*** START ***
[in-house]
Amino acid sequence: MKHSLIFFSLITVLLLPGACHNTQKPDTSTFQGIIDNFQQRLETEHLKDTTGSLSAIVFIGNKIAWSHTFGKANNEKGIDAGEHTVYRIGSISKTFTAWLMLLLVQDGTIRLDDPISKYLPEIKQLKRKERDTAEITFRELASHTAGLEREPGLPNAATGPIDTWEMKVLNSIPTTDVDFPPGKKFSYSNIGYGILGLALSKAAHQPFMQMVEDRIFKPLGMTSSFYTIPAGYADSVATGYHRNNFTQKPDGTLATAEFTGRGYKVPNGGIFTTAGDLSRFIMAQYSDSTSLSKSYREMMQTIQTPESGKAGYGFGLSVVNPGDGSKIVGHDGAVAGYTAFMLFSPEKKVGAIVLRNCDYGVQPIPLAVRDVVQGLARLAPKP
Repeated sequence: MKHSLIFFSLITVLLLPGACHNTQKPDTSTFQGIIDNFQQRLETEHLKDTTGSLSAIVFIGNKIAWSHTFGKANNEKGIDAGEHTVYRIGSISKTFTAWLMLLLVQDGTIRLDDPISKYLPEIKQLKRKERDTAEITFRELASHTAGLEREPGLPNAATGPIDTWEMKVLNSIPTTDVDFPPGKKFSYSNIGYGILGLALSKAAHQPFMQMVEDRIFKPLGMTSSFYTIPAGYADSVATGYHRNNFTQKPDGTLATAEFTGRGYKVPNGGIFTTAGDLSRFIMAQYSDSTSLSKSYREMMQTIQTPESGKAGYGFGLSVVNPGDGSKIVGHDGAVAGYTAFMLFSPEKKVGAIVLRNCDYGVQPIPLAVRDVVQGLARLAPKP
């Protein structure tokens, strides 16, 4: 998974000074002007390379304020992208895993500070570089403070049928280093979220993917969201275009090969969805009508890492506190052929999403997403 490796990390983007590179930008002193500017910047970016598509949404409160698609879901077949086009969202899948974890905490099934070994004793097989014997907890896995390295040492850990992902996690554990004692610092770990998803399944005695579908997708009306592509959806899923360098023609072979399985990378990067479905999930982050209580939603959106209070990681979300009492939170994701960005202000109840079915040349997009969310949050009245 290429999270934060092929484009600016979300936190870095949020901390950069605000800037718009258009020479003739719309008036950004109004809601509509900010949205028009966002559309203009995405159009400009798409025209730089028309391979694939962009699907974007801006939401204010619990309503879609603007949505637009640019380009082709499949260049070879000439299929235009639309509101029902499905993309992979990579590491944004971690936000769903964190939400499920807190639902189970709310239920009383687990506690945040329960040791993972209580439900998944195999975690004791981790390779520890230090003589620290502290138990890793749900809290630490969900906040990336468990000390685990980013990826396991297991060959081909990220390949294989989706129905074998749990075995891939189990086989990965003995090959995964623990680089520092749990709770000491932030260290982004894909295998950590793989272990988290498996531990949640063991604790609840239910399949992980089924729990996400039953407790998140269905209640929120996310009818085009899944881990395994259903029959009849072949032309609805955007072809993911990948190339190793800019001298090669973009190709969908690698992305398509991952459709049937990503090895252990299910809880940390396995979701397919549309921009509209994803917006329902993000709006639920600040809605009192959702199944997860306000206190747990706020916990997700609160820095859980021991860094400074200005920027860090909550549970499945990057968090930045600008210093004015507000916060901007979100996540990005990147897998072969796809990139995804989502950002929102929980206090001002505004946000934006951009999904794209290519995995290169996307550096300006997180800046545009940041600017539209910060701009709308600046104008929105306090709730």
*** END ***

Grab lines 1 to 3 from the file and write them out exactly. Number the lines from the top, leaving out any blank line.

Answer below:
[in-house]
Amino acid sequence: MKHSLIFFSLITVLLLPGACHNTQKPDTSTFQGIIDNFQQRLETEHLKDTTGSLSAIVFIGNKIAWSHTFGKANNEKGIDAGEHTVYRIGSISKTFTAWLMLLLVQDGTIRLDDPISKYLPEIKQLKRKERDTAEITFRELASHTAGLEREPGLPNAATGPIDTWEMKVLNSIPTTDVDFPPGKKFSYSNIGYGILGLALSKAAHQPFMQMVEDRIFKPLGMTSSFYTIPAGYADSVATGYHRNNFTQKPDGTLATAEFTGRGYKVPNGGIFTTAGDLSRFIMAQYSDSTSLSKSYREMMQTIQTPESGKAGYGFGLSVVNPGDGSKIVGHDGAVAGYTAFMLFSPEKKVGAIVLRNCDYGVQPIPLAVRDVVQGLARLAPKP
Repeated sequence: MKHSLIFFSLITVLLLPGACHNTQKPDTSTFQGIIDNFQQRLETEHLKDTTGSLSAIVFIGNKIAWSHTFGKANNEKGIDAGEHTVYRIGSISKTFTAWLMLLLVQDGTIRLDDPISKYLPEIKQLKRKERDTAEITFRELASHTAGLEREPGLPNAATGPIDTWEMKVLNSIPTTDVDFPPGKKFSYSNIGYGILGLALSKAAHQPFMQMVEDRIFKPLGMTSSFYTIPAGYADSVATGYHRNNFTQKPDGTLATAEFTGRGYKVPNGGIFTTAGDLSRFIMAQYSDSTSLSKSYREMMQTIQTPESGKAGYGFGLSVVNPGDGSKIVGHDGAVAGYTAFMLFSPEKKVGAIVLRNCDYGVQPIPLAVRDVVQGLARLAPKP